Another month, another net worth update! Y’all following along on your side too, right? Tracking your progress and making sure things are on the up and up?
If not, stop reading now and do one of the following:
- Sign up to mint.com (free) and connect your accounts – they’ll spit you out your net worth
- Sign up to PersonalCapital.com (free) and connect your accounts – they’ll also show you your net worth (especially good for those with investment accounts as they specialize in that avenue)
- Go old school and download one of these (free) spreadsheets like yours truly uses (the first one)
Okay – now back to the juicy net worth stuff…
Though, it’s not that juicy as we pretty much broke even in December :) On the positive side, however, we DID MAKE MORE CASH than in usual months! That felt good! It seems anytime our investments are down our cash goes up, and anytime our cash is down our investments are up. So weird… But since our cash has been fizzling a lot more so than not, it’s a trade I’m very much okay with ;)
The other cool news is that our Vanguard fund (VTSAX) continues to pay dividends which I’m just getting around to learning about, as sad as that sounds. I get it all in concept, but it’s much more exciting when you see it visually in your own account ;) And Vanguard makes it super easy to see this stuff of course since they’re all about transparency:
That $4,328.52 number is what we were given since April when we moved all our money over. Of which $1,771.02 came in December, allowing us to snatch up another 34 shares for pretty much FREE! How’s that for cool?? Of course not all funds/stocks give shareholders dividends, but fortunately for us index’ers that’s not the case ;)
This dividend stuff is my new favorite thing to read up upon after seeing bloggers like Jason from Dividend Mantra and others base their entire portfolio off of them. With the intent of living off only the dividends when it comes time to retire early which I just find all kinds of fascinating. I don’t know if I’m totally down for having dividend stocks *only*, but I do need to get on the ball with investing in more taxable brokerage accounts as currently all my money is tied up into retirement accounts. And I definitely don’t want to hit OLD MAN status by the time I for real retire.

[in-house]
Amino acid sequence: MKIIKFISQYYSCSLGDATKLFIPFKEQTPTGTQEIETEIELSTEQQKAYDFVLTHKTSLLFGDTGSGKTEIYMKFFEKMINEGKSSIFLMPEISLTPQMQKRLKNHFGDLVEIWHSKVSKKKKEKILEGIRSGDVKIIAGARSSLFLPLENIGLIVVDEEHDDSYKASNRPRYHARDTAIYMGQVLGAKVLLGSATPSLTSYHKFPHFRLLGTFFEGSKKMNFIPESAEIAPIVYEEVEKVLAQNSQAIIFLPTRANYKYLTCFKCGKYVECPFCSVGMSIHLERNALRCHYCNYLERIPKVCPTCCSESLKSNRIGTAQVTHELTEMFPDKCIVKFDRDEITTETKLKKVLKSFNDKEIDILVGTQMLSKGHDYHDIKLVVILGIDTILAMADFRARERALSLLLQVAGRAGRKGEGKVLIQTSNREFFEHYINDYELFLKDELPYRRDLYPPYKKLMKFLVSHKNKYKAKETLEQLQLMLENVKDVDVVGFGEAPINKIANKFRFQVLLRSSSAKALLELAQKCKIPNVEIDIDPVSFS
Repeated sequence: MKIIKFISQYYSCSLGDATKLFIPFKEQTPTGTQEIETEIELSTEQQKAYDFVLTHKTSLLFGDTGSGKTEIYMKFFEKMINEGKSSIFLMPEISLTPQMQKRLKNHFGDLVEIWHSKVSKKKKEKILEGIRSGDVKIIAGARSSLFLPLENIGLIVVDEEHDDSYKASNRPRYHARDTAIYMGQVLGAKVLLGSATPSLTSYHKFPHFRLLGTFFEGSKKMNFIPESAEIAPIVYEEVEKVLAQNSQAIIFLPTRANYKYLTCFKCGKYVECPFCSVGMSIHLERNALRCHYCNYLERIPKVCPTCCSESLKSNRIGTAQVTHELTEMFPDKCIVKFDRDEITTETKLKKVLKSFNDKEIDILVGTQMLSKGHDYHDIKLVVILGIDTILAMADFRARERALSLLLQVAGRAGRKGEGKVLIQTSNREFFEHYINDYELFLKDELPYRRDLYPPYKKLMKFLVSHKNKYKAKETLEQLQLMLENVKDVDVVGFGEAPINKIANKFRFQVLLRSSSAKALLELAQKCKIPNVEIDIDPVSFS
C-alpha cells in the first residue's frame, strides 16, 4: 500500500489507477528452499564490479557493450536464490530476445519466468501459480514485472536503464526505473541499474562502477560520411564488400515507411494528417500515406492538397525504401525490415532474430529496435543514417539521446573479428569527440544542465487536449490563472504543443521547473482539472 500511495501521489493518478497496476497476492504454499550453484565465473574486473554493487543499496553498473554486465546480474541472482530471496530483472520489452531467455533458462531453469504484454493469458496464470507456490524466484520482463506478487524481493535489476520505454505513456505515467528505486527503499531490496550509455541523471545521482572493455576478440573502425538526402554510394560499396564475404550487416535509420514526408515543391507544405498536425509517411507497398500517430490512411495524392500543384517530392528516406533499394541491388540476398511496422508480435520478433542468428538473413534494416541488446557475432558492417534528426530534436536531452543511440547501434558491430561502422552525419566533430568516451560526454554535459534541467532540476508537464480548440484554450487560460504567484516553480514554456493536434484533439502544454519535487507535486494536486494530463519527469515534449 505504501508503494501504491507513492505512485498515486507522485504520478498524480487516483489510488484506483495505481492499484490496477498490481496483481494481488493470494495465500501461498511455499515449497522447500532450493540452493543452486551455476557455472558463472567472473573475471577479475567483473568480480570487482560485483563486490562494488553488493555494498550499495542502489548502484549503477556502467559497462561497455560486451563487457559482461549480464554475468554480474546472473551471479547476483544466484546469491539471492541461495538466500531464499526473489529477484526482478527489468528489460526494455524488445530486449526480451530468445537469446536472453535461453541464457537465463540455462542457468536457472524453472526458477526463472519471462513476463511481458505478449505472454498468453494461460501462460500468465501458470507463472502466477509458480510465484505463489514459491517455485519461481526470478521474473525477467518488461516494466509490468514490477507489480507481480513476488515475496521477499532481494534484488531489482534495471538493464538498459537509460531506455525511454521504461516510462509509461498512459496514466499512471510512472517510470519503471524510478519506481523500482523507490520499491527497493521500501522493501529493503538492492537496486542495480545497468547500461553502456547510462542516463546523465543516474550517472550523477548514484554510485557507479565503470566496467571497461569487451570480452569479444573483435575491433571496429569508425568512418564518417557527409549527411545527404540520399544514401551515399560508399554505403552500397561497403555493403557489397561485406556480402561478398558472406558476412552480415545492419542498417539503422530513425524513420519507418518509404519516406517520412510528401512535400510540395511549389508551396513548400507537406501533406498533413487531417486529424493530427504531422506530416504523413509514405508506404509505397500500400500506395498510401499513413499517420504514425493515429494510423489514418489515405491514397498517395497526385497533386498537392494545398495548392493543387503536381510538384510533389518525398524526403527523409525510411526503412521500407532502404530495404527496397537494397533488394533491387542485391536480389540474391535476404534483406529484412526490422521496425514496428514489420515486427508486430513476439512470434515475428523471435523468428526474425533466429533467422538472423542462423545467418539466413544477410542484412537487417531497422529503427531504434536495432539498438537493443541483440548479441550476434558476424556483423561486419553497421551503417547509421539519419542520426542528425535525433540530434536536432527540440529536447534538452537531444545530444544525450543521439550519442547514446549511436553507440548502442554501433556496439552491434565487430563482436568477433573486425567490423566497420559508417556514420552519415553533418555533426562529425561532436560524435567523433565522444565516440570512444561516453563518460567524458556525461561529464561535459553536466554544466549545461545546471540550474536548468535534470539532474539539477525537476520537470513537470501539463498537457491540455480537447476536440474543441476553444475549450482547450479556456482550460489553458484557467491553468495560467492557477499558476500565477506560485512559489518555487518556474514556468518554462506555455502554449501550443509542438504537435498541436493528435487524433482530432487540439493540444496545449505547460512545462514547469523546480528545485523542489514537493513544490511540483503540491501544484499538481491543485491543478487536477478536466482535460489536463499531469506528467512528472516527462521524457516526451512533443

I asked Dividend Manta for a couple of tips for a future article and competition I’m about to join with some other bloggers, so look for that to come out here soon… You can never stop learning, right?
Here’s how December went down…
CASH SAVINGS (+$522.70): On the up and up, baby! And I owe it mostly to our weekly Craigslist habit and challenging all those accounts in the latter part of the year. Being able to SEE all the money saved and being earned over time does wonders for your motivation – I’m loving it. And will be sharing the latest account balance with y’all soon – I got rid of a lot more stuff!
529 College Savings: Scroll to the kids’ net worths below…
IRA: ROTH(s) (-$367.12): Nothing new added here this month, though once we finalize tax stuff we’ll be considering maxing this out like all years past…